Klarman Fellow’s mission: Break cycles of poverty through fact-based policy

As a 19-year-old college student, economist Neil Cholli spent a summer teaching with The Algebra Project in an underprivileged neighborhood of Miami. He’d witnessed “visceral” poverty on trips to India to visit family, “but seeing that kind of poverty and inequality in the U.S., in my own country, was eye opening for me,” he said. “I thought, ‘I have to do something about this.’”

The experience directed his educational path toward economics and set his social mission: to understand the mechanisms of social mobility and to help people transcend generational poverty. As a Klarman Postdoctoral Fellow in economics in the College of Arts and Sciences (A&S), Cholli is doing research in labor and public economics, with a focus on applied econometrics. He wants to use that knowledge to be a part of shaping social policy in the U.S.

Children’s futures are influenced by their parents’ circumstances, as well as their larger environment, Cholli said: “Inequalities that exist in the parent generation are transferred to the child generation, perpetuating cycles of poverty.”

Many policies are targeted at parents but end up shaping the environments children are brought up in and therefore shape the child’s outcomes in the future, he said. How can we target interventions at different points within this intergenerational process?

In his highly original research, Cholli is challenging recent influential studies on economic mobility, said Lawrence Blume, Distinguished Professor of Arts and Sciences in Economics and Cholli's faculty host. "He's also developing tools to answer the questions we haven't in the past been able to answer, largely due to data limitations."

Cholli is building a body of data-driven analysis. In the doctoral dissertation he wrote at the University of Chicago, which won the APPAM Dissertation Award as well as being a runner-up for the NTA Dissertation Award, he studied the long-term consequences of 1990s welfare-to-work reforms in Denmark.

“You could call it ‘workfare,’ because it was more like job training or vocational training than having to find a job on their own,” Cholli said.

Person reaching to write in pen on a dry-erase board
Chris Kitchen Neil Cholli often goes to the white board in his Uris Hall office to "think things through" while analyzing data on social mobility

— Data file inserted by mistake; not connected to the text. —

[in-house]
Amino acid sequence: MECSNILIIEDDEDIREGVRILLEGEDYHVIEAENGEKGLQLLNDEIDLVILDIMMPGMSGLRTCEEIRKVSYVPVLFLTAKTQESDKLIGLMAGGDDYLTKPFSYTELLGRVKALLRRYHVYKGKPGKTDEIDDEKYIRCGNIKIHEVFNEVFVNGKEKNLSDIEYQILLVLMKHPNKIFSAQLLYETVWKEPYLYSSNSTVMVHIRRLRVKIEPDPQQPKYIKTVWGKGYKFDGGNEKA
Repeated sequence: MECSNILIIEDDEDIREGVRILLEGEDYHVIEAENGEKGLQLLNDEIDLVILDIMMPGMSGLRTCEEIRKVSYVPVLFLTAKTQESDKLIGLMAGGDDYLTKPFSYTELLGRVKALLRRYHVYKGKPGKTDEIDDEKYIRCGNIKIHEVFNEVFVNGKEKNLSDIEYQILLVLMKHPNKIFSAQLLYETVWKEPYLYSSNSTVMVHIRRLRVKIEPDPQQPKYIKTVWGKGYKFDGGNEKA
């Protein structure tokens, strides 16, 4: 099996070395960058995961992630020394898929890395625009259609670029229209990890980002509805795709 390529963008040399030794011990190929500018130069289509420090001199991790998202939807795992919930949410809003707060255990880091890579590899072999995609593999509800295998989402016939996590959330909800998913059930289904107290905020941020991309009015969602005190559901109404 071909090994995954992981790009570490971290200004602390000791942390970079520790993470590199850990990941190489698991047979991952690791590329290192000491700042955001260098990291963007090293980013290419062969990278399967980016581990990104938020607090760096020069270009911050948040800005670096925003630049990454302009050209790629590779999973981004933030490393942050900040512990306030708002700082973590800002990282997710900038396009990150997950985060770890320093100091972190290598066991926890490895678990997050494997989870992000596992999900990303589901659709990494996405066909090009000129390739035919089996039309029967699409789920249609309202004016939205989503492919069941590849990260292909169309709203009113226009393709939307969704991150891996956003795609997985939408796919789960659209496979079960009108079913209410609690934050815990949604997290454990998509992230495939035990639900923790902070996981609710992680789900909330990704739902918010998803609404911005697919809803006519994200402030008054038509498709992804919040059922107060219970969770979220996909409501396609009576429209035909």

With a rich data set – administrative records of the entire population of Denmark between 1980 and 2018 – he was able to track anonymized individuals year by year and link them with their parents and children, with access to data about their neighborhoods, income, welfare participation, crime, health and education.

Cholli found that Denmark’s added work requirement affected people quite differently depending on what stage of life they were in.

For older adults who may have already been accustomed to cash welfare, the new work requirement was a “complete surprise,” Cholli said. They hadn’t been able to anticipate the change and they’d already passed the time in life when they could invest in their skills through school or work, with the result that the welfare-to-work reform made no positive difference.

Some young adults found the new work requirements so onerous that they dropped out and turned to alternative ways of getting by – including crime.

Children who reached the eligibility age of 18 after the work requirements were in place had the best outcomes, because many of them found ways to avoid the welfare program and its onerous work requirements altogether.

“The story I discovered is a dynamic screening story. Those who are younger, who have more opportunities early in life to pursue education and attach to the labor market, are the ones who screen themselves out from having to participate in welfare programs that have a work requirement,” Cholli said. “So it might not really be the role of work requirements per se, of actually participating in them and gaining skills through them. It may be more that the incentives created by the work requirements themselves generate different types of behavior to avoid them.”

During his Klarman Fellowship, Cholli plans to explore a two-generation approach that invests in simultaneous interventions for parents and children: both job training and high-quality daycare.

Cholli said he learned the power of education for upward mobility from his family.

“Both my parents are originally from India,” he said. “Everything was stacked against my father, but he was able to persevere and get a full-ride scholarship to come to the U.S. for graduate school, even with no money in his pocket. He really is the paragon of the American dream.”

His mother’s father also transcended humble beginnings in an underprivileged village to become a prominent lawyer in India.

“That background and my upbringing motivated me to get the highest education possible,” Cholli said. “And a real recognition of my privilege. I wouldn’t be where I am without my father and mother and grandparents. I recognize that and I feel it’s my mission and duty to do research that is socially impactful, that can help create opportunities for those who are disadvantaged.”

Cornell has a vibrant community working on these research interests, he said.

As a Klarman Fellow, he’s connected to the Department of Economics (A&S) and also the Brooks School of Public Policy. He recently became an affiliate of the Center for Study of Inequality (A&S).

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